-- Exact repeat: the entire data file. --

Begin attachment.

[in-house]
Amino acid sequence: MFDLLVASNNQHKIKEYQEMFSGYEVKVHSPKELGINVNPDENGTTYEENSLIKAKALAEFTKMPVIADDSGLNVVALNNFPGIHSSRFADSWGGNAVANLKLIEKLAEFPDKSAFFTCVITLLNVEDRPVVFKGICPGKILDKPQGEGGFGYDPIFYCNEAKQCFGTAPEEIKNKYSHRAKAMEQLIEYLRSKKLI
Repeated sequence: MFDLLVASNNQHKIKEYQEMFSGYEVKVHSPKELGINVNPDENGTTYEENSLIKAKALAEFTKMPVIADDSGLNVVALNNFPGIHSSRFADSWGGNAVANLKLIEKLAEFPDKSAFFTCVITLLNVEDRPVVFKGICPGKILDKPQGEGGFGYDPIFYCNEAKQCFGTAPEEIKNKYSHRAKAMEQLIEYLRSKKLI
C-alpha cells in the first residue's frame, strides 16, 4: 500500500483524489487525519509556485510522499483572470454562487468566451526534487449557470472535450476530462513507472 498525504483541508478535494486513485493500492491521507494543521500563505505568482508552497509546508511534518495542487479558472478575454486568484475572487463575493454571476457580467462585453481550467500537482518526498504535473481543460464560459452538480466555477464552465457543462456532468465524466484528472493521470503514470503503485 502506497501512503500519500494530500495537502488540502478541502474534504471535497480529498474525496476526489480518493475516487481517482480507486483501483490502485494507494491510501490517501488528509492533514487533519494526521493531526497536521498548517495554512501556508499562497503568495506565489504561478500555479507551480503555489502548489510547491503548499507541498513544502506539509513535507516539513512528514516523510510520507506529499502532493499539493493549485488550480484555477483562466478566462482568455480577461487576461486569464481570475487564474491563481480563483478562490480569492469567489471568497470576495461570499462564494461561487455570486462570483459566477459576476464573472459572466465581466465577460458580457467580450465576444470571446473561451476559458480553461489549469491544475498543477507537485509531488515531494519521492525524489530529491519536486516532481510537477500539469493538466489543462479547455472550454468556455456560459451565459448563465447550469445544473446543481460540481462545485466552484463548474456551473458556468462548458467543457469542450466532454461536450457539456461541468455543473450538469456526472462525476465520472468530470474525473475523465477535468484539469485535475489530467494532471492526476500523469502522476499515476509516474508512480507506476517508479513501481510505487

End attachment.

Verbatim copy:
[in-house]
Amino acid sequence: MFDLLVASNNQHKIKEYQEMFSGYEVKVHSPKELGINVNPDENGTTYEENSLIKAKALAEFTKMPVIADDSGLNVVALNNFPGIHSSRFADSWGGNAVANLKLIEKLAEFPDKSAFFTCVITLLNVEDRPVVFKGICPGKILDKPQGEGGFGYDPIFYCNEAKQCFGTAPEEIKNKYSHRAKAMEQLIEYLRSKKLI
Repeated sequence: MFDLLVASNNQHKIKEYQEMFSGYEVKVHSPKELGINVNPDENGTTYEENSLIKAKALAEFTKMPVIADDSGLNVVALNNFPGIHSSRFADSWGGNAVANLKLIEKLAEFPDKSAFFTCVITLLNVEDRPVVFKGICPGKILDKPQGEGGFGYDPIFYCNEAKQCFGTAPEEIKNKYSHRAKAMEQLIEYLRSKKLI
C-alpha cells in the first residue's frame, strides 16, 4: 500500500483524489487525519509556485510522499483572470454562487468566451526534487449557470472535450476530462513507472 498525504483541508478535494486513485493500492491521507494543521500563505505568482508552497509546508511534518495542487479558472478575454486568484475572487463575493454571476457580467462585453481550467500537482518526498504535473481543460464560459452538480466555477464552465457543462456532468465524466484528472493521470503514470503503485 502506497501512503500519500494530500495537502488540502478541502474534504471535497480529498474525496476526489480518493475516487481517482480507486483501483490502485494507494491510501490517501488528509492533514487533519494526521493531526497536521498548517495554512501556508499562497503568495506565489504561478500555479507551480503555489502548489510547491503548499507541498513544502506539509513535507516539513512528514516523510510520507506529499502532493499539493493549485488550480484555477483562466478566462482568455480577461487576461486569464481570475487564474491563481480563483478562490480569492469567489471568497470576495461570499462564494461561487455570486462570483459566477459576476464573472459572466465581466465577460458580457467580450465576444470571446473561451476559458480553461489549469491544475498543477507537485509531488515531494519521492525524489530529491519536486516532481510537477500539469493538466489543462479547455472550454468556455456560459451565459448563465447550469445544473446543481460540481462545485466552484463548474456551473458556468462548458467543457469542450466532454461536450457539456461541468455543473450538469456526472462525476465520472468530470474525473475523465477535468484539469485535475489530467494532471492526476500523469502522476499515476509516474508512480507506476517508479513501481510505487